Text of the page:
Phish-y inspiration? Real-time Musical Analysis

up arrow doodleFrom Dr. Jan Miyake, Professor of Music at Oberlin College and Conservatory, a post about music analysis, using the popular music group Phish as an example. Inspiring stuff and would make a great assignment for a music course for non-majors too.


I’ve been stuck on this video from the New York Times, called “How to Draw a Phish Song.” This musician, Mike Hamad knows Phish’s style ridiculously well. He is a virtuoso when it comes to real-time analysis of form, pitch collections, and styles. I especially love his clear delight in nuances, which is evident in his use of font size, underlining, and caps. I would love for my students to develop that kind of delight in the pitch, collection, rhythms, meters, timbres, and gestures of music that they listen to.

What is real-time formal analysis?

For me, real-time formal analysis requires recalling formal and harmonic paradigms, and being cognizant of my emotions, as I take notes in time with the recording. I write down unusual moments or my visceral reactions to a timbre or rhythm.

With classical music, it’s easy for me to do a real-time formal analysis. It was the subject of my PhD dissertation and is the source of many of the musical examples I use in class.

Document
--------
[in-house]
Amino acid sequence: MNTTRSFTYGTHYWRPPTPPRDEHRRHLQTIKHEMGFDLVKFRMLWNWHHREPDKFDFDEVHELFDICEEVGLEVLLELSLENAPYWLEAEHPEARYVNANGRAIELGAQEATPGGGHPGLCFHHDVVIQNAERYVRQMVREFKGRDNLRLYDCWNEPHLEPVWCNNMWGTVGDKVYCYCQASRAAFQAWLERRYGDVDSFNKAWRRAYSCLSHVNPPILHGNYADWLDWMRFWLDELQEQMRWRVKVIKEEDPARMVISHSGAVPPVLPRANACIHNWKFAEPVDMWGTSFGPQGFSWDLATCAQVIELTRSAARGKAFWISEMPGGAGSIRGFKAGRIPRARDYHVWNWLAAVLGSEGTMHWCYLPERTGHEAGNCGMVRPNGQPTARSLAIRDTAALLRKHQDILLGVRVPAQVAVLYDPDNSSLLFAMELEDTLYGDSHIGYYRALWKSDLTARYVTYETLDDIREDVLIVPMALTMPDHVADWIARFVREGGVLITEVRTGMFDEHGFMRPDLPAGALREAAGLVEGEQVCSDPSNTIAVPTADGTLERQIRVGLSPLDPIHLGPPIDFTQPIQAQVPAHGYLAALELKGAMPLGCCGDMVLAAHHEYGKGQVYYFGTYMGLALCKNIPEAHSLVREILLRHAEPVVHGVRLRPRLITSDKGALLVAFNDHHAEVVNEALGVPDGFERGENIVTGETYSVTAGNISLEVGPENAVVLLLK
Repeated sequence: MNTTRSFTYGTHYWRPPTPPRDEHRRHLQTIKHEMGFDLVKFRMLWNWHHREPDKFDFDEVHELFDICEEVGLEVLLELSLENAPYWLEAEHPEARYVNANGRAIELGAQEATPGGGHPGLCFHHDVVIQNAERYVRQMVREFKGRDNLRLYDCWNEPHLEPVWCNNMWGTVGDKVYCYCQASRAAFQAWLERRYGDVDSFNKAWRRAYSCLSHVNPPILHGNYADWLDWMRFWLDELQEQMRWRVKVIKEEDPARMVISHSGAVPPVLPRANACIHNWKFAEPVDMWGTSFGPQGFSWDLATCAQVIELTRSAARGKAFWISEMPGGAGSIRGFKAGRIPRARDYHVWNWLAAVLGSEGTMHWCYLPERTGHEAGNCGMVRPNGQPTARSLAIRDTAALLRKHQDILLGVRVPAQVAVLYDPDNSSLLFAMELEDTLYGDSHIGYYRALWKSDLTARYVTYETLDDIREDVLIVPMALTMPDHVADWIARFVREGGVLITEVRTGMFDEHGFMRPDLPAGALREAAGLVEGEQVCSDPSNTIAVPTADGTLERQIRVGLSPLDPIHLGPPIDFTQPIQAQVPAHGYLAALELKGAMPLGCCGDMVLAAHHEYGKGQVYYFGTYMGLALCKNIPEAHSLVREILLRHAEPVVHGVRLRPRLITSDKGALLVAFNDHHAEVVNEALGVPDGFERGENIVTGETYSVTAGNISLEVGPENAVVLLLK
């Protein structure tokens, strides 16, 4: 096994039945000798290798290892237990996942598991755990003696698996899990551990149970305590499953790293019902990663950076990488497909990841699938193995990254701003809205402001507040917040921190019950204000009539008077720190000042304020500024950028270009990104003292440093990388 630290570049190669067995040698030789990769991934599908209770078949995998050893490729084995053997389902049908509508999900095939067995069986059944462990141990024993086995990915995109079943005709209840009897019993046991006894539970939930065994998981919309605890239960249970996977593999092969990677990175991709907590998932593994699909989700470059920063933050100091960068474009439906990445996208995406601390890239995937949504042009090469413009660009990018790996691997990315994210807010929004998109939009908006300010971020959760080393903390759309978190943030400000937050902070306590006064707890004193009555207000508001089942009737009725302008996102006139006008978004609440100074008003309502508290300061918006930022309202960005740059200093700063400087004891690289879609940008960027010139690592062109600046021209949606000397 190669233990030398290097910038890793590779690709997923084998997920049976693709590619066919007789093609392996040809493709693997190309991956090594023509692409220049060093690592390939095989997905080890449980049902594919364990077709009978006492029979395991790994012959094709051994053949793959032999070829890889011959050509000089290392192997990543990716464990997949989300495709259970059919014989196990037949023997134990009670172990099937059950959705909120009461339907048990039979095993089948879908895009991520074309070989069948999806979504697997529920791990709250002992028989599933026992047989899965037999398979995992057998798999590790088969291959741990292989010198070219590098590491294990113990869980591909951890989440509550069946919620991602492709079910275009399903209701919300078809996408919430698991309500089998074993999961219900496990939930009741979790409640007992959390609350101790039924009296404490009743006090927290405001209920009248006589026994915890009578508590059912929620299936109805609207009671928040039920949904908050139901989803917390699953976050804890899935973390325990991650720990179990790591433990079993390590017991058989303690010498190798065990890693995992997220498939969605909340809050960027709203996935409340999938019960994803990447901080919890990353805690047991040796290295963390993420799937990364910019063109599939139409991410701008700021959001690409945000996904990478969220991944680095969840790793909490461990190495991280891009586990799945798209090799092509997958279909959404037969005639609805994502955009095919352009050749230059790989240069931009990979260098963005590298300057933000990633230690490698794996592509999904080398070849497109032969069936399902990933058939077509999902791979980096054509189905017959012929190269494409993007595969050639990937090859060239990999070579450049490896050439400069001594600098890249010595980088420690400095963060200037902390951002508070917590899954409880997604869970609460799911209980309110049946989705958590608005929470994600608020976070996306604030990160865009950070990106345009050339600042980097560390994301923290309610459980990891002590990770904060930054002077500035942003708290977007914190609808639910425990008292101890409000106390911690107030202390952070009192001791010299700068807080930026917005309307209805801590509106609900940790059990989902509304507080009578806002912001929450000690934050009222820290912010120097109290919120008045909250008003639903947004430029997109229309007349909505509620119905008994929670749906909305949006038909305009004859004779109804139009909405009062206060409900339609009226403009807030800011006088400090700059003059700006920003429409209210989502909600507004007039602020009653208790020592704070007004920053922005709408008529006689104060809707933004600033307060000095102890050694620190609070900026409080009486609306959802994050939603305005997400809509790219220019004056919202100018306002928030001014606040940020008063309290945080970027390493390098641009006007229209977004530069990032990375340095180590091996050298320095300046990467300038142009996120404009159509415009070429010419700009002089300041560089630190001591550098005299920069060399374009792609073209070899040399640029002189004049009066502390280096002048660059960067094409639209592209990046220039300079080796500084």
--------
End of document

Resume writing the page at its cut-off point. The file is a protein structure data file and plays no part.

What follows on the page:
Is it helpful to teach to my students? Yes, I think so.

If students know musical paradigms well enough to be able to focus on the ways composers challenge these paradigms, then they have a command of nuance, style, and knowledge that will benefit them as musicians.

How might I go about helping them to develop it?

up arrow doodle 2I would encourage students to engage with the particular genres they are most comfortable performing. Singers could perhaps focus on aria forms, string players on quartets, wind and brass players on symphonic first movements. The applications of un-notated musics could be huge since mapping them could reveal all sorts of interesting things about the musics and the performers, such as patterns or styles. This work could take place in a private reading, an aural skills class, or an upper-level music theory class. Winter term could also be an effective time to explore this.

I can imagine testing real-time formal analysis. Provide only a 11×17 paper and one recording of an expected genre. See what they come up with. I can also imagine students building a small portfolio of “schemas” that they are proud of.

But, most of all, I can imagine them becoming deeply engaged with music.

Can’t wait to give it a try!

This blog post has been adapted from a post which originally appeared on Jan Miyake’s blog, Teaching Matters, on August 1, 2014.
Jan Miyake
Jan Miyake is an Associate Professor of Music Theory at the Oberlin Conservatory. Her pedagogical goals include cultivating the skill of asking musical questions that lead down paths of inquiry requiring nuance, concentration, and attention to detail. Her current research explores issues of sonata form in late 18th- and early 19th-century works of Haydn, Mozart, and Beethoven. She has presented her work at numerous regional, national, and international conferences, and is published in the Journal of Schenkerian Studies, Theory and Practice, and Essays from the Fourth International Schenker Symposium.

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